the hypothetically available community of feminists. Moreover,
individual-based representation allows tokenism to flourish and
nurtures continued resistance to the radical potential for change
through the ideological and structural implications of feminism
within institutions.
An increasing number of legal feminists are concluding that
the neutral equality model for law reform will serve as an artifi-
cial limit on the feminist project in law.2 0 They are concluding
that the unequal and inequitable position of women can only be
addressed through pervasive recognition and, perhaps, legal ac-
commodation of differences. Referencing ideals such as 'justice"
and "fairness" rather than focusing on equality, these feminists
seek to make the circumstances of poor and working-class, non-
professional women more visible. They may not have menus of
solutions, but their goal is to present the pain that the status quo
has wrought in the hope that it will cause those in positions of
power to rethink the tired and trite images and ideological impo-
sitions that have crippled public policy up to this point.

20. See FINYMAN, ILLUSION OF EQUALrry, supranote 11; Kay, supranote 11; Majury, supra
note 15; Marcus, supra note 15. The answer to the question "What is the feminist project
in law?" changes over time as either the law or circumstances change or as perceptions of
the problems alter. At any one time there are many feminist projects in law. The designa-
tion of what are the most pressing feminist projects varies with the feminists consulted.
Some are concerned primarily with issues of legal knowledge and the production of doc-
trine, others with women's opportunities within the profession. Many are concerned with
the impact of law on the perpetuation of a historically inequitable and gendered social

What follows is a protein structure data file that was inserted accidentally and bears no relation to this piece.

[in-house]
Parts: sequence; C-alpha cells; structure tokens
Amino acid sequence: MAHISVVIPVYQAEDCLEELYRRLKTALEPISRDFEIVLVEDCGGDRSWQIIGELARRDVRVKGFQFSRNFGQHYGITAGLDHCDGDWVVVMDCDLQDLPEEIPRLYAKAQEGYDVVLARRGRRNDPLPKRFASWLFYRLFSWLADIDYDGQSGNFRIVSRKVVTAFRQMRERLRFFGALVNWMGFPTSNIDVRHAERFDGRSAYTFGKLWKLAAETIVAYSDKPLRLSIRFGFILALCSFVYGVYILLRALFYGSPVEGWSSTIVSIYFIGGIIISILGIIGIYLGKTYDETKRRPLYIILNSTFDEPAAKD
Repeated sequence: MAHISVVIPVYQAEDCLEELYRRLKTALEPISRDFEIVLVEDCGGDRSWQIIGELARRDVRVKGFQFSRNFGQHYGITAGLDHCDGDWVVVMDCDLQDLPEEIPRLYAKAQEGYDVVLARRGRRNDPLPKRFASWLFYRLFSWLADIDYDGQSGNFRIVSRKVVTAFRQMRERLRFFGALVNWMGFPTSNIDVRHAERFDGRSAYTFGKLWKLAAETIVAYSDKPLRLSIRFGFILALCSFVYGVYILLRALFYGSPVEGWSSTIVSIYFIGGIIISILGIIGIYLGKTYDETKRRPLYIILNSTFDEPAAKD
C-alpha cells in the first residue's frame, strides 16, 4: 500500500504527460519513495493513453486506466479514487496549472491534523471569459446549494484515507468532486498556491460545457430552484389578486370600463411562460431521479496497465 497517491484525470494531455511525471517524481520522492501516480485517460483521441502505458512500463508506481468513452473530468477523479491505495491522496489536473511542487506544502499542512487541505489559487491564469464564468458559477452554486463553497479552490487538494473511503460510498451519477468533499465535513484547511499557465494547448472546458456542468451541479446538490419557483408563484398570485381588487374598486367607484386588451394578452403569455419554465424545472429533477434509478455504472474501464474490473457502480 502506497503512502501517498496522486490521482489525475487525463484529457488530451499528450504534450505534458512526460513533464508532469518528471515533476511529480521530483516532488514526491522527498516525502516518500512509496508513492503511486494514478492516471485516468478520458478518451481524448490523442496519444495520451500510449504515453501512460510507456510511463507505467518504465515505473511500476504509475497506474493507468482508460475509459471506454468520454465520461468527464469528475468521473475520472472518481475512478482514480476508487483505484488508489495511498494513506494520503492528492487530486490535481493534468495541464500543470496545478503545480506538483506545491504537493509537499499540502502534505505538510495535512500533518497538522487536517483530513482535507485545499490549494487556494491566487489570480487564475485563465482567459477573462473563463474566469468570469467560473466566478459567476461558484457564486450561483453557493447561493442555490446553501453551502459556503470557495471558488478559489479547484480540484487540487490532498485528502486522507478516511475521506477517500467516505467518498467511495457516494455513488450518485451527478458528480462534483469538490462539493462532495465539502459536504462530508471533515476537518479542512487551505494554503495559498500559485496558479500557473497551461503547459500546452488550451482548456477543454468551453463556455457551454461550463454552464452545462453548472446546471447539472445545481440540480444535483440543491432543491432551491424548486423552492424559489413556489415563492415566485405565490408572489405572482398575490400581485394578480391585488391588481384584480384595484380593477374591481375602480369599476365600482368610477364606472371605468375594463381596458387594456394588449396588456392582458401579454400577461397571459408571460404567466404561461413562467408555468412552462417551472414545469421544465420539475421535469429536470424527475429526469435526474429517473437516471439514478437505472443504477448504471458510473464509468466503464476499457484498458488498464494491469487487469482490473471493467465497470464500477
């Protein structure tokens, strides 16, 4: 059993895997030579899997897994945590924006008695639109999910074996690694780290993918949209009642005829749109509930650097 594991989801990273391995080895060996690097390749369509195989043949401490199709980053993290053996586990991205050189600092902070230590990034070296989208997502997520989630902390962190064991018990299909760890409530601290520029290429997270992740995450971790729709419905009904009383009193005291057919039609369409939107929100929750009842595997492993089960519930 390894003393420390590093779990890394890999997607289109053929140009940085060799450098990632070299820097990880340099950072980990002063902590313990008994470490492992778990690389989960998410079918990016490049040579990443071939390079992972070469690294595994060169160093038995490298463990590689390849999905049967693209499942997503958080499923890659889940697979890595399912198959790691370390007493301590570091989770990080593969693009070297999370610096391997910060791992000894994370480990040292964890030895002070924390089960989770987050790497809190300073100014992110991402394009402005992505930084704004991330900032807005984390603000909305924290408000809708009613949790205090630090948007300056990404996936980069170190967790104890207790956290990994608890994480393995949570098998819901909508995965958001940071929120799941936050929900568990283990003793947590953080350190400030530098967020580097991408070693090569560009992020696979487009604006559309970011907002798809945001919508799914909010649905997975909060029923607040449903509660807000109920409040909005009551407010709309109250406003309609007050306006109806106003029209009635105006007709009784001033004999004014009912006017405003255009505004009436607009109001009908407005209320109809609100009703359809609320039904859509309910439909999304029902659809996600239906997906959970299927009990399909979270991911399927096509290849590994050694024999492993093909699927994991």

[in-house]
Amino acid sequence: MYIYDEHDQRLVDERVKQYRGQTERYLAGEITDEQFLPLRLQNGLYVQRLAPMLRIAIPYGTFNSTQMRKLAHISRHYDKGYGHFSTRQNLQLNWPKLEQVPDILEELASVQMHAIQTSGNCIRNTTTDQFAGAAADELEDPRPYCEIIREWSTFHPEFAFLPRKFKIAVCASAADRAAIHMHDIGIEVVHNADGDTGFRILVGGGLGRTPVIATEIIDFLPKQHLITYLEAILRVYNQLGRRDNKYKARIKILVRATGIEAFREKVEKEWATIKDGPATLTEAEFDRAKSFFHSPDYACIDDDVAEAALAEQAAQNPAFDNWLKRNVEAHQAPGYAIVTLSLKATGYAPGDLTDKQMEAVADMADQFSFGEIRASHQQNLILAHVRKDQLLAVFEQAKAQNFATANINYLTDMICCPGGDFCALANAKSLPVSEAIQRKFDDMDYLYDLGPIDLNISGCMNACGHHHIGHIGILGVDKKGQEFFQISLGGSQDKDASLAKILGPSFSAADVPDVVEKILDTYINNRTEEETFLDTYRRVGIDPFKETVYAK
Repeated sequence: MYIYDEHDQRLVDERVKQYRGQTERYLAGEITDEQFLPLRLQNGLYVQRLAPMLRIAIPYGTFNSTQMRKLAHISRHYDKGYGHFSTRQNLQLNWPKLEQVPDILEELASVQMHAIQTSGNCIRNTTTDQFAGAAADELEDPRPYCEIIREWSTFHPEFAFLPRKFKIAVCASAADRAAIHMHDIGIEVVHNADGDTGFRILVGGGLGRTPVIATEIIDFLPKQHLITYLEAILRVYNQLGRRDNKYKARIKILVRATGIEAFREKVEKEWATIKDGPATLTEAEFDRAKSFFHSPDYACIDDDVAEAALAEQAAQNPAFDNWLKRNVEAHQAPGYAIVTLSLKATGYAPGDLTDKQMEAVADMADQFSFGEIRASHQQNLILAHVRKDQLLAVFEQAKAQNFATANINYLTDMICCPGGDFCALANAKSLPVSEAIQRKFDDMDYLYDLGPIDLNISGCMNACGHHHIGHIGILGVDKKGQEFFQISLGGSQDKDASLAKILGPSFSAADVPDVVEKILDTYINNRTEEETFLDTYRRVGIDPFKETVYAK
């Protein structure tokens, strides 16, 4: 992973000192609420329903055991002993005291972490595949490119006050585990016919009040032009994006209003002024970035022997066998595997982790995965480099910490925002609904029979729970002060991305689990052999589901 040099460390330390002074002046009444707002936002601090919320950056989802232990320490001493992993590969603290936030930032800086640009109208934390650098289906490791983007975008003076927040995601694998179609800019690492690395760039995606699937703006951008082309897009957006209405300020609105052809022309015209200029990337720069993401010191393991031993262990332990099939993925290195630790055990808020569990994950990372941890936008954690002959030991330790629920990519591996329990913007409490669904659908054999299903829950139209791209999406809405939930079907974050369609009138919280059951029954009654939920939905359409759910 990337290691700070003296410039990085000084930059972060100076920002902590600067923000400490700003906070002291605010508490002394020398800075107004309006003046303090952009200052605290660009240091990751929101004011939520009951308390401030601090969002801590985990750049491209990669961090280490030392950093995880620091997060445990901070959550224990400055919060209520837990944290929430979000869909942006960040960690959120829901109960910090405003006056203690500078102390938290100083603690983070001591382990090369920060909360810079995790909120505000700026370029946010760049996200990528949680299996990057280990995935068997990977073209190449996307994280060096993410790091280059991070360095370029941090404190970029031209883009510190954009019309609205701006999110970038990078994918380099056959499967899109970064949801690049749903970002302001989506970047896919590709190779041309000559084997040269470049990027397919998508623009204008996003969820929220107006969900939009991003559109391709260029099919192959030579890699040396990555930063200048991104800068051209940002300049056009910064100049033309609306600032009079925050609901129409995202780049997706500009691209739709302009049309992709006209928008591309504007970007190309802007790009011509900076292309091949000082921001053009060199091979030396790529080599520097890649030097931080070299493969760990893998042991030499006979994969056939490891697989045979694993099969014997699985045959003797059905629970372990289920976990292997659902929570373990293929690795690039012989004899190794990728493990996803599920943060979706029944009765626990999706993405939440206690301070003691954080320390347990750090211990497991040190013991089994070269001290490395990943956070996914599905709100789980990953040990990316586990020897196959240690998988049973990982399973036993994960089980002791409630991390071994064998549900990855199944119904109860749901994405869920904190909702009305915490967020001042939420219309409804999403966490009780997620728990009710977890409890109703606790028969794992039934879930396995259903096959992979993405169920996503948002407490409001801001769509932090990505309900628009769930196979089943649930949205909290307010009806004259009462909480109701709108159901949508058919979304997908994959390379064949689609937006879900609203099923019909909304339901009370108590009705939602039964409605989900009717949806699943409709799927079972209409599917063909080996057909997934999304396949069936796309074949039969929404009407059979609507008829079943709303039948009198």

existence.
No. 2] Feminist Theory and Law 359

III. THE CONCEPT OF A GENDERED LIFE

A. Making Gender Central

I have been developing the concept of a "gendered life" to give


content and legitimacy to a legal concern for differences. The
idea of a gendered life is based on the premise that women share
as a group the potential for experiencing a variety of situations,
statuses, and ideological and political impositions in which their
gender is culturally relevant. These experiences, actual or poten-
tial, provide the occasion for women to develop a perspective
that is rooted in their appreciation of and reaction to the
gendered nature of our social world. This concept does not as-
sume that women respond identically to an appreciation of
gendered existence. It does presume that with gender revealed as
a central social and cultural consideration, women's attention in
many areas can productively be directed toward confronting and
challenging the gendered implications of our lives.2 ' This con-
cept of gendered life begins with the observation that women's
existences are constituted by a variety of experiences-material,
psychological, physical, social, and cultural-some of which may
be described as biologically based, while others seem more
rooted in culture and custom. The actual or potential exper-
iences of rape, sexual harassment, pornography, and other sexu-
alized violence that women may suffer shape individual
experiences. So, too, the potential for reproductive events-such
as pregnancy, breast-feeding, and abortion-has an impact on
women's constructions of their gendered lives.
On the question of superficial similarities, I concede that while
some gendered experiences are events that are shared with men,
there is, nevertheless, often a unique way in which these events
are generally or typically lived or experienced by women in our
culture. The example of aging, as a life event, falls into this cate-
gory. While both men and women age, the implications of aging

21. In a world in which gender is more than semantics, feminist legal theory cannot be
gender-neutral, nor can it have as its goal equality in the traditional, formal legal sense of
that word. Feminist theory must be woman-centered, gendered by its very nature, because